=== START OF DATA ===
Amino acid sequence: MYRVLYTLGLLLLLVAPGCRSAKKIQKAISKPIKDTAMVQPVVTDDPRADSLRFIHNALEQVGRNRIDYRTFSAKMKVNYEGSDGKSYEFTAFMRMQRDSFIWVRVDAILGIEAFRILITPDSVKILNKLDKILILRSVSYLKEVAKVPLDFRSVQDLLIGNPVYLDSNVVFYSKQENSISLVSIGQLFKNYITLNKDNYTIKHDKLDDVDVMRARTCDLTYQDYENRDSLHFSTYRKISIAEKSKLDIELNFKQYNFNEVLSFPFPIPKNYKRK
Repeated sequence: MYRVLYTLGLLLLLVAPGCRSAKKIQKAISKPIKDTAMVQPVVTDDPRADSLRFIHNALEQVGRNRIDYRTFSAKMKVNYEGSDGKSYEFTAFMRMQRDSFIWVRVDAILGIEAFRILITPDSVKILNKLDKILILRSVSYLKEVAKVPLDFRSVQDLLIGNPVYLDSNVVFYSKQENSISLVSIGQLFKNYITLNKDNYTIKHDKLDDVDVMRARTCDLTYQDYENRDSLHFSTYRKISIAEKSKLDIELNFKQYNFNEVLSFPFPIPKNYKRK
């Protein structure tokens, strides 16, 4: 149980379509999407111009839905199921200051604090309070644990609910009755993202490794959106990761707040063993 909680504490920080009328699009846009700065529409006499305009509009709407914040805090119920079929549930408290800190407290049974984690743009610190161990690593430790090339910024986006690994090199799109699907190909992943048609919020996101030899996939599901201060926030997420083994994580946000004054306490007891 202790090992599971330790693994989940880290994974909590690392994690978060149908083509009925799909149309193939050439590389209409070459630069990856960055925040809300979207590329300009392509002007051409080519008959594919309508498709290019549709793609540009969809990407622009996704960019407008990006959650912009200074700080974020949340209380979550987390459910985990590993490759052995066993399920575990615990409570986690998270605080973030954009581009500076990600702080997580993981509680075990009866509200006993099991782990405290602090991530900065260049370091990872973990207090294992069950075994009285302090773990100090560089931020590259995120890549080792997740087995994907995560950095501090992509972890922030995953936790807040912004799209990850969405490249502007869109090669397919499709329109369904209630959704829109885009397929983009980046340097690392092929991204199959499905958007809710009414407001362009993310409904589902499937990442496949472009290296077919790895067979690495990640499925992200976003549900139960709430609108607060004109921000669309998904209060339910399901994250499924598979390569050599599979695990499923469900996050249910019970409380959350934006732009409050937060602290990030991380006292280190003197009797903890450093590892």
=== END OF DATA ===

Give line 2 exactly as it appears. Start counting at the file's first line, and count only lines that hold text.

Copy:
Repeated sequence: MYRVLYTLGLLLLLVAPGCRSAKKIQKAISKPIKDTAMVQPVVTDDPRADSLRFIHNALEQVGRNRIDYRTFSAKMKVNYEGSDGKSYEFTAFMRMQRDSFIWVRVDAILGIEAFRILITPDSVKILNKLDKILILRSVSYLKEVAKVPLDFRSVQDLLIGNPVYLDSNVVFYSKQENSISLVSIGQLFKNYITLNKDNYTIKHDKLDDVDVMRARTCDLTYQDYENRDSLHFSTYRKISIAEKSKLDIELNFKQYNFNEVLSFPFPIPKNYKRK